Archive

Author Archive

Land acquisition process can take 50 months

September 6th, 2013 3 comments

The new Land Acquisition Bill has detailed a process for acquiring land.  The process could take up to 50 months.  This will increase the gestation period of projects.  The new time line and the attendant uncertainty at each step will have to be factored in by promoters of projects while computing the costs and feasibility.

The details of the process are given in the Table below.  Some of the processes can be conducted concurrently with others. The processes which need to be done sequentially are shown in bold.  These add up to 50 months (not counting extensions).

Time limits for various steps for Land Acquisition under the new Act

Process Section Time limit
Social Impact Assessment 4(1) last proviso 6 months
Appraisal of SIA by review committee 7(4) and 7(5) 2 months
Examination of land acquisition proposal and SIA by appropriate government 8 No time limit specified
SIA expert group appraisal to Preliminary notification 14 12 months but extendable by appropriate government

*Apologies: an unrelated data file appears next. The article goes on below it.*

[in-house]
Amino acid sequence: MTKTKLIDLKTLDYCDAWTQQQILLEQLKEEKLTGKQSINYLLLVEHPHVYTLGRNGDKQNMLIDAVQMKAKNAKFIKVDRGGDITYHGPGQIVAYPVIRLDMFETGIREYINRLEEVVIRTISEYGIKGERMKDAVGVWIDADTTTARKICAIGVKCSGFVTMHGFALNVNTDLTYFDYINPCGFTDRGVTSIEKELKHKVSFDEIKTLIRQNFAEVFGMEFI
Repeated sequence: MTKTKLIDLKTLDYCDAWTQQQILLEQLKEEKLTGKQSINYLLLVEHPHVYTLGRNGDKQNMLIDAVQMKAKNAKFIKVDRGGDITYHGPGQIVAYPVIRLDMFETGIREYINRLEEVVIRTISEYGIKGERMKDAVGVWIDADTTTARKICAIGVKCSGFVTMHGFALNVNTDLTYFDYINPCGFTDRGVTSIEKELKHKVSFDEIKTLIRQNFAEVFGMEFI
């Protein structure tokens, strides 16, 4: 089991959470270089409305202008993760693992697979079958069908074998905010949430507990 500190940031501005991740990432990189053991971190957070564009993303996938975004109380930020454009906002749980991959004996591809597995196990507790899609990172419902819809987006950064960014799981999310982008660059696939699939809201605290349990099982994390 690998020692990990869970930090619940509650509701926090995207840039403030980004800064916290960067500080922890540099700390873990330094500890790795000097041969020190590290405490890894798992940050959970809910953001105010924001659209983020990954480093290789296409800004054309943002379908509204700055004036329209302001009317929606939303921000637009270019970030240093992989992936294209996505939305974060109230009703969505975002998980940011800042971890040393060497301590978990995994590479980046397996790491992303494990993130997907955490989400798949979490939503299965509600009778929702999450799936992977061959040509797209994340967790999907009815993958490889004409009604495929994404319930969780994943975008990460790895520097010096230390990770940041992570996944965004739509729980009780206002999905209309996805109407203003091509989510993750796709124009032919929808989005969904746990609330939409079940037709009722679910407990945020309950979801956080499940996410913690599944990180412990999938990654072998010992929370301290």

Preliminary notification to updating of land records 11(5) 2 months
Preliminary notification to objections 16(1) 60 days
Preliminary notification to R&R survey 17(1) Time limit to be prescribed in Rules
Preliminary notification under section 11 to Declaration under section 20 15 and 20(7) (inconsistency) 12 months (S15)12 months but extendable by appropriate government; also court stay period excluded (S20(7))
Time for compensation claims to be made 22(2) 30 days to 6 months
Declaration to Award 26 12 months but extendable by appropriate government
Correction of Award by Collector 34(1) 6 months
Award to Possession of land by collector  39(1) After ensuring compensation is paid (3 months) and monetary component of R&R paid (6 months).
Time for infrastructure entitlements under R&R 39(1) proviso 18 months after award

Source: PRS

Total Time Limit (assuming no extensions): SIA (6 months) + Expert group appraisal (2 months) + Preliminary notification (12 months) + Declaration (12 months) + Award (12 months) + Possession (6 months) = 50 months.

 

Case not closed – Appointment of judges

September 5th, 2013 2 comments